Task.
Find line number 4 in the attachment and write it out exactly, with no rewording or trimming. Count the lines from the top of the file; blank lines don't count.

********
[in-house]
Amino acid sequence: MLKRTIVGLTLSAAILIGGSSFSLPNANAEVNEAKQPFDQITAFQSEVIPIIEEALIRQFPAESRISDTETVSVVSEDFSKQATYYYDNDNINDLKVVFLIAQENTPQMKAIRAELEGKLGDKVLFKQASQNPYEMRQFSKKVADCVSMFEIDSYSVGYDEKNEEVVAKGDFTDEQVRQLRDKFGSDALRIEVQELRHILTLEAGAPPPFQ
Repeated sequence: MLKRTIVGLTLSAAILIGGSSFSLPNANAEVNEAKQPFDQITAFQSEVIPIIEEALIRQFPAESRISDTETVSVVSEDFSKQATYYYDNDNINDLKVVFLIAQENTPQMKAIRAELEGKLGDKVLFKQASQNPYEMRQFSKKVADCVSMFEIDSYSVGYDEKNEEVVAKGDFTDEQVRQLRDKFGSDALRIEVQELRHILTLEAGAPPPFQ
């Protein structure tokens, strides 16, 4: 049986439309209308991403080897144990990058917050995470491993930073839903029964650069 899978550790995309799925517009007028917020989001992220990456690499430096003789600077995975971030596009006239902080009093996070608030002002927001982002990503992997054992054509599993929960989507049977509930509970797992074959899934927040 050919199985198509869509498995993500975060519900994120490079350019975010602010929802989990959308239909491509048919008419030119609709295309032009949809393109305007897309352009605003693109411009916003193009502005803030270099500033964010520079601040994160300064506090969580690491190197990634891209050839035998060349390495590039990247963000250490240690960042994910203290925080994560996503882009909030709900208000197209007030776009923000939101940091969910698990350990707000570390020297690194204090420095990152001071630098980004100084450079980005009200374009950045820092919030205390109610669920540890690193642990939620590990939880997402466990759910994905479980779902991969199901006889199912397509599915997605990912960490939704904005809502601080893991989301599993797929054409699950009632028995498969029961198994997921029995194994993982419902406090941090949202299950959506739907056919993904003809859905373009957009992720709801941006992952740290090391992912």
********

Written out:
């Protein structure tokens, strides 16, 4: 049986439309209308991403080897144990990058917050995470491993930073839903029964650069 899978550790995309799925517009007028917020989001992220990456690499430096003789600077995975971030596009006239902080009093996070608030002002927001982002990503992997054992054509599993929960989507049977509930509970797992074959899934927040 050919199985198509869509498995993500975060519900994120490079350019975010602010929802989990959308239909491509048919008419030119609709295309032009949809393109305007897309352009605003693109411009916003193009502005803030270099500033964010520079601040994160300064506090969580690491190197990634891209050839035998060349390495590039990247963000250490240690960042994910203290925080994560996503882009909030709900208000197209007030776009923000939101940091969910698990350990707000570390020297690194204090420095990152001071630098980004100084450079980005009200374009950045820092919030205390109610669920540890690193642990939620590990939880997402466990759910994905479980779902991969199901006889199912397509599915997605990912960490939704904005809502601080893991989301599993797929054409699950009632028995498969029961198994997921029995194994993982419902406090941090949202299950959506739907056919993904003809859905373009957009992720709801941006992952740290090391992912």